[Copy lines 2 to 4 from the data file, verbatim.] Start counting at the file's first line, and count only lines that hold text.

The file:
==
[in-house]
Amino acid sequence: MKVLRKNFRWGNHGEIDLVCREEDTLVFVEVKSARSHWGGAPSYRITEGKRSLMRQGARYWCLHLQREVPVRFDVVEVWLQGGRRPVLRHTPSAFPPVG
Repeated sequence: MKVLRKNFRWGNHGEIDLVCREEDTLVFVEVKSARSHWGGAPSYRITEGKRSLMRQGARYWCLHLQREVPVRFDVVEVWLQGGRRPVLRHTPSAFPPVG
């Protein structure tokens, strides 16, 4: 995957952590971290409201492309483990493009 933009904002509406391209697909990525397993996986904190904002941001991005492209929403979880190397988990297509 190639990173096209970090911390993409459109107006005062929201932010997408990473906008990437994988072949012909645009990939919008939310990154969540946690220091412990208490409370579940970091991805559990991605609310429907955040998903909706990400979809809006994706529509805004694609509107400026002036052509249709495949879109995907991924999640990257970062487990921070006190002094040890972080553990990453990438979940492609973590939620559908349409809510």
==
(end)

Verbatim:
Amino acid sequence: MKVLRKNFRWGNHGEIDLVCREEDTLVFVEVKSARSHWGGAPSYRITEGKRSLMRQGARYWCLHLQREVPVRFDVVEVWLQGGRRPVLRHTPSAFPPVG
Repeated sequence: MKVLRKNFRWGNHGEIDLVCREEDTLVFVEVKSARSHWGGAPSYRITEGKRSLMRQGARYWCLHLQREVPVRFDVVEVWLQGGRRPVLRHTPSAFPPVG
């Protein structure tokens, strides 16, 4: 995957952590971290409201492309483990493009 933009904002509406391209697909990525397993996986904190904002941001991005492209929403979880190397988990297509 190639990173096209970090911390993409459109107006005062929201932010997408990473906008990437994988072949012909645009990939919008939310990154969540946690220091412990208490409370579940970091991805559990991605609310429907955040998903909706990400979809809006994706529509805004694609509107400026002036052509249709495949879109995907991924999640990257970062487990921070006190002094040890972080553990990453990438979940492609973590939620559908349409809510």